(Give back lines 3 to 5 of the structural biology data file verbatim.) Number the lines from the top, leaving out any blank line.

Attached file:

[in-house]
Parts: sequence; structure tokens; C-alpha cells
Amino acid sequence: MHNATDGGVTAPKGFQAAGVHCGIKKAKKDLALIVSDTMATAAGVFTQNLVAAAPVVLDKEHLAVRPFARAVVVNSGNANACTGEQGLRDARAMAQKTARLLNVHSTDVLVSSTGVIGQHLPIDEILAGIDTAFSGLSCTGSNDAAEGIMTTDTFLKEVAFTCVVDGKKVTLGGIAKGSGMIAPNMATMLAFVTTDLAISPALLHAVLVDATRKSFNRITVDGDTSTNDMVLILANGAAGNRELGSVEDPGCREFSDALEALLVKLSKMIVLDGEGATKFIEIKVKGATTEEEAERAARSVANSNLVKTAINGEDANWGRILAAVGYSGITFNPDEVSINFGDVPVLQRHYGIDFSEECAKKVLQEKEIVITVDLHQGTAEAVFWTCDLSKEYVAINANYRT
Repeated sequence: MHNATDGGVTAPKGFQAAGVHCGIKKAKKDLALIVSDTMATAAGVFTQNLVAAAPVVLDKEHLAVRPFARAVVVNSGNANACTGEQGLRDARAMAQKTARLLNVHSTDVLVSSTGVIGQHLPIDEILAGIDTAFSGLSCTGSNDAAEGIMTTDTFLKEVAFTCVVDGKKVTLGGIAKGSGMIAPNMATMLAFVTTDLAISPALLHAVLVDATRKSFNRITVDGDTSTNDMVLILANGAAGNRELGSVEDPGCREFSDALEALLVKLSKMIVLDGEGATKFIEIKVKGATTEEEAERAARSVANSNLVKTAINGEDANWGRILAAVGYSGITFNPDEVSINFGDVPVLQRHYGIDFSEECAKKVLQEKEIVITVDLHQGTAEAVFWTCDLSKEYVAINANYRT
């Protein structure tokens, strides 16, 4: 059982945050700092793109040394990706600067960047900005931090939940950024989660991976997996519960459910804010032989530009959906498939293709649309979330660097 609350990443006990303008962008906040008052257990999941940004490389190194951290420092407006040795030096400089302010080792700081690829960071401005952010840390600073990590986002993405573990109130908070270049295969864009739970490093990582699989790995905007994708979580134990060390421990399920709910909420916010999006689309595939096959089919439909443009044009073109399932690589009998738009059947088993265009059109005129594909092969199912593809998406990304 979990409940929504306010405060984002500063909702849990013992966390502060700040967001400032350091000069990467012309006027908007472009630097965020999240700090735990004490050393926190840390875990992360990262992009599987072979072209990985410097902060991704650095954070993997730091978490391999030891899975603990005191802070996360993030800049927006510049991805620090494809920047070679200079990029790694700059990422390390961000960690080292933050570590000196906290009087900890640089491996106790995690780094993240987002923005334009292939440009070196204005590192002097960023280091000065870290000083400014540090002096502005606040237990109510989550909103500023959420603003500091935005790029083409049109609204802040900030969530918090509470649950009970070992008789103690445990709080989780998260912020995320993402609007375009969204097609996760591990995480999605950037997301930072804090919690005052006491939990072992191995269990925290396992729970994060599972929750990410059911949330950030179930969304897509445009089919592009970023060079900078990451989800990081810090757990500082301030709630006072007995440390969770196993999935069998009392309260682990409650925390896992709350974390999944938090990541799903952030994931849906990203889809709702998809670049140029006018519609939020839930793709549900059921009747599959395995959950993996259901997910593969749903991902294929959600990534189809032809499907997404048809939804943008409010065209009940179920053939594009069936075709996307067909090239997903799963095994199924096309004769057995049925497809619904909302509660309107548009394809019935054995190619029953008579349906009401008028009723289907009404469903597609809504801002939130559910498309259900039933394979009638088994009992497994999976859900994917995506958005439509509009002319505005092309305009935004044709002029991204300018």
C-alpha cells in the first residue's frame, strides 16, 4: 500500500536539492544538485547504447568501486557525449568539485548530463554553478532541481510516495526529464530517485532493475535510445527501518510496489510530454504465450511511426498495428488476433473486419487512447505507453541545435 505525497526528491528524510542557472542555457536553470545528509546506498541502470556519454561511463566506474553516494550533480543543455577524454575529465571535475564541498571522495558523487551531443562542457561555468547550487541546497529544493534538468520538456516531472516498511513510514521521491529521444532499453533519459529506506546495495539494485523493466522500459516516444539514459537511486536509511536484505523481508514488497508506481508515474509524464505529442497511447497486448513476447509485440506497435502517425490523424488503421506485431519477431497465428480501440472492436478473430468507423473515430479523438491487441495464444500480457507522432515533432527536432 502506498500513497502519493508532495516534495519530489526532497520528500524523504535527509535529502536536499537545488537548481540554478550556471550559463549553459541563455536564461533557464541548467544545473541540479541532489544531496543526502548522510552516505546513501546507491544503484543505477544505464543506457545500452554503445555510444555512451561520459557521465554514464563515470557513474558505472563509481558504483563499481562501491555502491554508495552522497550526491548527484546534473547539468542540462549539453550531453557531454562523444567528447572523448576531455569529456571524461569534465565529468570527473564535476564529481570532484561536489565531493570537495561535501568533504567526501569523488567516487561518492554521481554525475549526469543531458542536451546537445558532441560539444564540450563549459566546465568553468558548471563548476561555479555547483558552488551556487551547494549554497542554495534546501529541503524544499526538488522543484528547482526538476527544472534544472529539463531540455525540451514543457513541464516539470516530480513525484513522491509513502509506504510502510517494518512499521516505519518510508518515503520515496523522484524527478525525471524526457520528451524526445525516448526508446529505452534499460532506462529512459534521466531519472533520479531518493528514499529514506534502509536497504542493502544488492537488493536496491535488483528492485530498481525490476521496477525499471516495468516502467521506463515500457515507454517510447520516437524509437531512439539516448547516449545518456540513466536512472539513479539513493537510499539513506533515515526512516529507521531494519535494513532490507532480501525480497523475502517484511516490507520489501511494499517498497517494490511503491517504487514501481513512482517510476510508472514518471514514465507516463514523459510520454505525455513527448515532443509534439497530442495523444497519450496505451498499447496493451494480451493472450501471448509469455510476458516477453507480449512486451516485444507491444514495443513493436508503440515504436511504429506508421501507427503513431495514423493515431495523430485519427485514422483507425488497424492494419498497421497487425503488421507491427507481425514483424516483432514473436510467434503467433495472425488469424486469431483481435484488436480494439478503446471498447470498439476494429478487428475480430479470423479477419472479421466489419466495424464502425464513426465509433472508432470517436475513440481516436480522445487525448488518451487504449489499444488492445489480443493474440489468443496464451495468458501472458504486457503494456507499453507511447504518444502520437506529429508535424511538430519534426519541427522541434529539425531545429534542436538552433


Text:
Amino acid sequence: MHNATDGGVTAPKGFQAAGVHCGIKKAKKDLALIVSDTMATAAGVFTQNLVAAAPVVLDKEHLAVRPFARAVVVNSGNANACTGEQGLRDARAMAQKTARLLNVHSTDVLVSSTGVIGQHLPIDEILAGIDTAFSGLSCTGSNDAAEGIMTTDTFLKEVAFTCVVDGKKVTLGGIAKGSGMIAPNMATMLAFVTTDLAISPALLHAVLVDATRKSFNRITVDGDTSTNDMVLILANGAAGNRELGSVEDPGCREFSDALEALLVKLSKMIVLDGEGATKFIEIKVKGATTEEEAERAARSVANSNLVKTAINGEDANWGRILAAVGYSGITFNPDEVSINFGDVPVLQRHYGIDFSEECAKKVLQEKEIVITVDLHQGTAEAVFWTCDLSKEYVAINANYRT
Repeated sequence: MHNATDGGVTAPKGFQAAGVHCGIKKAKKDLALIVSDTMATAAGVFTQNLVAAAPVVLDKEHLAVRPFARAVVVNSGNANACTGEQGLRDARAMAQKTARLLNVHSTDVLVSSTGVIGQHLPIDEILAGIDTAFSGLSCTGSNDAAEGIMTTDTFLKEVAFTCVVDGKKVTLGGIAKGSGMIAPNMATMLAFVTTDLAISPALLHAVLVDATRKSFNRITVDGDTSTNDMVLILANGAAGNRELGSVEDPGCREFSDALEALLVKLSKMIVLDGEGATKFIEIKVKGATTEEEAERAARSVANSNLVKTAINGEDANWGRILAAVGYSGITFNPDEVSINFGDVPVLQRHYGIDFSEECAKKVLQEKEIVITVDLHQGTAEAVFWTCDLSKEYVAINANYRT
């Protein structure tokens, strides 16, 4: 059982945050700092793109040394990706600067960047900005931090939940950024989660991976997996519960459910804010032989530009959906498939293709649309979330660097 609350990443006990303008962008906040008052257990999941940004490389190194951290420092407006040795030096400089302010080792700081690829960071401005952010840390600073990590986002993405573990109130908070270049295969864009739970490093990582699989790995905007994708979580134990060390421990399920709910909420916010999006689309595939096959089919439909443009044009073109399932690589009998738009059947088993265009059109005129594909092969199912593809998406990304 979990409940929504306010405060984002500063909702849990013992966390502060700040967001400032350091000069990467012309006027908007472009630097965020999240700090735990004490050393926190840390875990992360990262992009599987072979072209990985410097902060991704650095954070993997730091978490391999030891899975603990005191802070996360993030800049927006510049991805620090494809920047070679200079990029790694700059990422390390961000960690080292933050570590000196906290009087900890640089491996106790995690780094993240987002923005334009292939440009070196204005590192002097960023280091000065870290000083400014540090002096502005606040237990109510989550909103500023959420603003500091935005790029083409049109609204802040900030969530918090509470649950009970070992008789103690445990709080989780998260912020995320993402609007375009969204097609996760591990995480999605950037997301930072804090919690005052006491939990072992191995269990925290396992729970994060599972929750990410059911949330950030179930969304897509445009089919592009970023060079900078990451989800990081810090757990500082301030709630006072007995440390969770196993999935069998009392309260682990409650925390896992709350974390999944938090990541799903952030994931849906990203889809709702998809670049140029006018519609939020839930793709549900059921009747599959395995959950993996259901997910593969749903991902294929959600990534189809032809499907997404048809939804943008409010065209009940179920053939594009069936075709996307067909090239997903799963095994199924096309004769057995049925497809619904909302509660309107548009394809019935054995190619029953008579349906009401008028009723289907009404469903597609809504801002939130559910498309259900039933394979009638088994009992497994999976859900994917995506958005439509509009002319505005092309305009935004044709002029991204300018």